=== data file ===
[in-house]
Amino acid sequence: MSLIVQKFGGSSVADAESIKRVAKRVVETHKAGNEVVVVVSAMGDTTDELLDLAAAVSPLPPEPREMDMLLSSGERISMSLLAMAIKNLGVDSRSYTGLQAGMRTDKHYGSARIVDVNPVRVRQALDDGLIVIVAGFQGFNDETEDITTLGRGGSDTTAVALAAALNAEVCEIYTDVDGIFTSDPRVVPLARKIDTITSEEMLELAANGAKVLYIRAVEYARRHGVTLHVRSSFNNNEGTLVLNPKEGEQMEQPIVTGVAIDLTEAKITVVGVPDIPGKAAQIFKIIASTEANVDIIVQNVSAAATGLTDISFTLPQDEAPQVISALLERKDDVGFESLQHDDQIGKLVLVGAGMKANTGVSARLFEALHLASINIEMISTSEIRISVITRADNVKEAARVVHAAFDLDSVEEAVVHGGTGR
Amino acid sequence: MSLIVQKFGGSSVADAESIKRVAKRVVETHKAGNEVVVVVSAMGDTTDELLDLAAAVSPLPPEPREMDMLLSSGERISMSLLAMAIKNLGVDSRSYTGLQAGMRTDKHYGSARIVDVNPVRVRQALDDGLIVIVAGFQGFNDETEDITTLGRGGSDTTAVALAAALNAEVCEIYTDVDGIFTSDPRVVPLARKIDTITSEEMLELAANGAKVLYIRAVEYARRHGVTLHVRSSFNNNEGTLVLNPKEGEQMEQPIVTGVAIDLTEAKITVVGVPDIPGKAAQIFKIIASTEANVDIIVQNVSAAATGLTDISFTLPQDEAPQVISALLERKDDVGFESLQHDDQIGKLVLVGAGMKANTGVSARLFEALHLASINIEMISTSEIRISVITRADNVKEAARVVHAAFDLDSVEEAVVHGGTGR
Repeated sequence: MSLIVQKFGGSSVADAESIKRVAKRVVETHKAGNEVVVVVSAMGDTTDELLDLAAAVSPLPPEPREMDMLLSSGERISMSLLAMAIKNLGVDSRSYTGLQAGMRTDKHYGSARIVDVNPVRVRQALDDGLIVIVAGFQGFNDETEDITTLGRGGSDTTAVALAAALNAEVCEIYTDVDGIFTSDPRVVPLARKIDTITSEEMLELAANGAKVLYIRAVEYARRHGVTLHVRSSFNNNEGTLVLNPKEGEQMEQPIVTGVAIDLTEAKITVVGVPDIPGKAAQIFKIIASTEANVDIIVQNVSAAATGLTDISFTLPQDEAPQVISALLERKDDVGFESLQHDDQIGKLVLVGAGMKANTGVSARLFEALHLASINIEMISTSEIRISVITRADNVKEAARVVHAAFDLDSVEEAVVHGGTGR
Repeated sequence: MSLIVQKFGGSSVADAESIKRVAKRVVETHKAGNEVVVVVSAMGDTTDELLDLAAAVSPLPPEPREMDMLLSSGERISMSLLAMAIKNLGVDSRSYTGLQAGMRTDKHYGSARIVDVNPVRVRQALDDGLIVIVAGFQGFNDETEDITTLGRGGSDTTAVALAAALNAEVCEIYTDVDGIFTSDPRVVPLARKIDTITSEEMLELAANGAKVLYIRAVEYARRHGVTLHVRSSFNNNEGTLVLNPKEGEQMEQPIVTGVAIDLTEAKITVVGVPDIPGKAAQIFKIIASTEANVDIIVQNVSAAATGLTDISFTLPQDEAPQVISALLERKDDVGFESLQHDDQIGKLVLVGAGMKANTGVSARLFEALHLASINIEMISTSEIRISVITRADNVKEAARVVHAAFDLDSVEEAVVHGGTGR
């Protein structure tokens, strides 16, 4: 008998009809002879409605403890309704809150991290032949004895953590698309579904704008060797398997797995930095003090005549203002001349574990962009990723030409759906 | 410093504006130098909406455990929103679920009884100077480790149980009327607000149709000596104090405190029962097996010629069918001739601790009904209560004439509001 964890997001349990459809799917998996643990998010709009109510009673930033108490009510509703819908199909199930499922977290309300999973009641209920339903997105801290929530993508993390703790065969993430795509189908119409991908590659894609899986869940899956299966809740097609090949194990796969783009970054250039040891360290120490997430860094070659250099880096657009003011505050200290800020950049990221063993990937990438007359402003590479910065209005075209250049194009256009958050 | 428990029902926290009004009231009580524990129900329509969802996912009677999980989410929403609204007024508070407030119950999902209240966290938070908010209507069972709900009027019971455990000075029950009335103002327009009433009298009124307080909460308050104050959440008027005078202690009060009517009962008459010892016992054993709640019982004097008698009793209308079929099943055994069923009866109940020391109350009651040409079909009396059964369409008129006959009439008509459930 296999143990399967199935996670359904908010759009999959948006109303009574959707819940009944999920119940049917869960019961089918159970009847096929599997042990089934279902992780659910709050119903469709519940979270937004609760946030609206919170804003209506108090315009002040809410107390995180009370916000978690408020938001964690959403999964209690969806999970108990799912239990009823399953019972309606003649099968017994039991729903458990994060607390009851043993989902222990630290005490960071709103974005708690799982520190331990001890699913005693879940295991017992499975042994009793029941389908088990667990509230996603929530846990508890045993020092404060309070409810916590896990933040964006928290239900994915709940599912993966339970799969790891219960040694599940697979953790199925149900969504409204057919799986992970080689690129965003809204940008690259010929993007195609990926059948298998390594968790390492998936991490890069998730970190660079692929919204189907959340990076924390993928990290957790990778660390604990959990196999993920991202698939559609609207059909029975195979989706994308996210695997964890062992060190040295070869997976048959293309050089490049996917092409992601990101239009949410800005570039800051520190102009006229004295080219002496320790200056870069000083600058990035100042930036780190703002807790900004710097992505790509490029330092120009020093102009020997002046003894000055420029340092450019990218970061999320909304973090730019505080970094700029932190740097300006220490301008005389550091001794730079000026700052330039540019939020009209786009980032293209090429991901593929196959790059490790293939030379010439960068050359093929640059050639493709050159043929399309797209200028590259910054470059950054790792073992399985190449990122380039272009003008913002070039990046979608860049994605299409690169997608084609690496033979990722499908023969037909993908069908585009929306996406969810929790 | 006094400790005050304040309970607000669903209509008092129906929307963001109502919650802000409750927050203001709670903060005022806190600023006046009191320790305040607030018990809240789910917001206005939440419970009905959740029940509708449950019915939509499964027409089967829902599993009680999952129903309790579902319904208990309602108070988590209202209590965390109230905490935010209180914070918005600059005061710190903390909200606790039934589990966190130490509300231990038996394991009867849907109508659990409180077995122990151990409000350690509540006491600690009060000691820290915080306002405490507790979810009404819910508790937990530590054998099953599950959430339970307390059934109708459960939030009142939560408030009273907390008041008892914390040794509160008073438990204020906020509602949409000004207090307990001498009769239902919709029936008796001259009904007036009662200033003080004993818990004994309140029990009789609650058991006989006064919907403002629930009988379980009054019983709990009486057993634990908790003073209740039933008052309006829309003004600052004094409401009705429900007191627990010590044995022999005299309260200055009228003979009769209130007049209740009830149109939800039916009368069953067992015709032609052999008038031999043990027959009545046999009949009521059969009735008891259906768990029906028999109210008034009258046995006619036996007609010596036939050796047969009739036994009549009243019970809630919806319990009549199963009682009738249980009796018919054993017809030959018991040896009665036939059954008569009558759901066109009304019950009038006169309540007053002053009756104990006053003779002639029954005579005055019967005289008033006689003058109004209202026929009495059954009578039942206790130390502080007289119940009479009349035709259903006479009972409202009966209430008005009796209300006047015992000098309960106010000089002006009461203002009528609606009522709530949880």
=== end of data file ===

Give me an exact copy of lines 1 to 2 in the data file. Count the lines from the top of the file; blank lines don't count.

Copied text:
[in-house]
Amino acid sequence: MSLIVQKFGGSSVADAESIKRVAKRVVETHKAGNEVVVVVSAMGDTTDELLDLAAAVSPLPPEPREMDMLLSSGERISMSLLAMAIKNLGVDSRSYTGLQAGMRTDKHYGSARIVDVNPVRVRQALDDGLIVIVAGFQGFNDETEDITTLGRGGSDTTAVALAAALNAEVCEIYTDVDGIFTSDPRVVPLARKIDTITSEEMLELAANGAKVLYIRAVEYARRHGVTLHVRSSFNNNEGTLVLNPKEGEQMEQPIVTGVAIDLTEAKITVVGVPDIPGKAAQIFKIIASTEANVDIIVQNVSAAATGLTDISFTLPQDEAPQVISALLERKDDVGFESLQHDDQIGKLVLVGAGMKANTGVSARLFEALHLASINIEMISTSEIRISVITRADNVKEAARVVHAAFDLDSVEEAVVHGGTGR